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Youngstown Fracking Disposal Well Eyed in Swarm of Earthquakes

Jan 3, 2012 | Parker Waichman LLP

More earthquakes, this time near Youngstown, Ohio, have been blamed on a fracking-related operation.  According to various media reports, 11 earthquakes have occurred since March 2011 near a Youngstown fracking wastewater injection well.  The latest, a 4.0 magnitude tremblor was felt Saturday as far away as Toronto, Canada and Morgantown, West Virginia.

The Youngstown injection well, owned by D&L Energy Group, is used to dispose of millions of gallons of brine and other waste liquids produced at natural-gas wells being fracked in Pennsylvania.  According to a report from The New York Times, the well reaches a depth about 9,200 feet.

The Ohio Department of Natural Resources first asked that injections at the well be halted on December 30, following a 2.7 magnitude Christmas Eve tremblor that occurred less than 2,000 feet below the well.  A moratorium was imposed on injections there after the latest New Years Eve quake.  A Depth estimate on that quake should be available this week.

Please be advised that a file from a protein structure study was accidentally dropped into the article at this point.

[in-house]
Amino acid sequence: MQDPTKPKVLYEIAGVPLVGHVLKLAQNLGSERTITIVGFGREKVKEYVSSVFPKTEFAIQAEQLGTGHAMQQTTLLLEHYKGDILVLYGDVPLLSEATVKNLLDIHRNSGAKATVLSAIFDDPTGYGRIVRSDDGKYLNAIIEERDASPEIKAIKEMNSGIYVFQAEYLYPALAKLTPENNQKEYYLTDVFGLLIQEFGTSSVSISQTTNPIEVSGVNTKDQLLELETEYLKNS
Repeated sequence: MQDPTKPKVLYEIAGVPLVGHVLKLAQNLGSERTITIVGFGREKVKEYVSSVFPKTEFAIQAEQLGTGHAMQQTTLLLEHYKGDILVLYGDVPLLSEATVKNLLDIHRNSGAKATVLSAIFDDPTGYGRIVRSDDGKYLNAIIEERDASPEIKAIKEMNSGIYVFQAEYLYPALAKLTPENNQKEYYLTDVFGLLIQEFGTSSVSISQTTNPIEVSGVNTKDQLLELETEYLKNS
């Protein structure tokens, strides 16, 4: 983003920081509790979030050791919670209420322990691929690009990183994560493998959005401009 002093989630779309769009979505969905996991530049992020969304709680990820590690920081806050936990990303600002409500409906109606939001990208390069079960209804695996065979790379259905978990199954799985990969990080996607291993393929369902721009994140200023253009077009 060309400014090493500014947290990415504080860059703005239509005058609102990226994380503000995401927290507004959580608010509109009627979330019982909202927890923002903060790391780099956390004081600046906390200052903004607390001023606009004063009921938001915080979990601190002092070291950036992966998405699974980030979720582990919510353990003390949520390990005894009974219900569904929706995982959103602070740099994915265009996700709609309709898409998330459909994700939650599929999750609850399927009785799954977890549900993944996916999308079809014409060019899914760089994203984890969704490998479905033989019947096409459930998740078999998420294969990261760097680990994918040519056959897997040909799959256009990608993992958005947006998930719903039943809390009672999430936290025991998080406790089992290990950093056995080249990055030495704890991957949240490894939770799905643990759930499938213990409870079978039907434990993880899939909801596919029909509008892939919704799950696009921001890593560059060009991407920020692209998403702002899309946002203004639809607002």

Scientists who have been studying the Youngstown quakes seem fairly certain that the fracking injection well is to blame.

“In our minds, we were already pretty convinced that these events were connected to the well,” John Armbruster, a seismologist with Columbia University's Lamont -Doherty Earth Observatory, told the Times.  “Having that many earthquakes fairly close to a well in Ohio, where there aren’t a lot of earthquakes, was suspicious.”

He also warned that the tremblors will likely continue, despite the moratorium on injections.

“This one year of pumping is a pulse that has been pushed into the ground, and it's going to be spreading out for at least a year," he told the New York Daily News.

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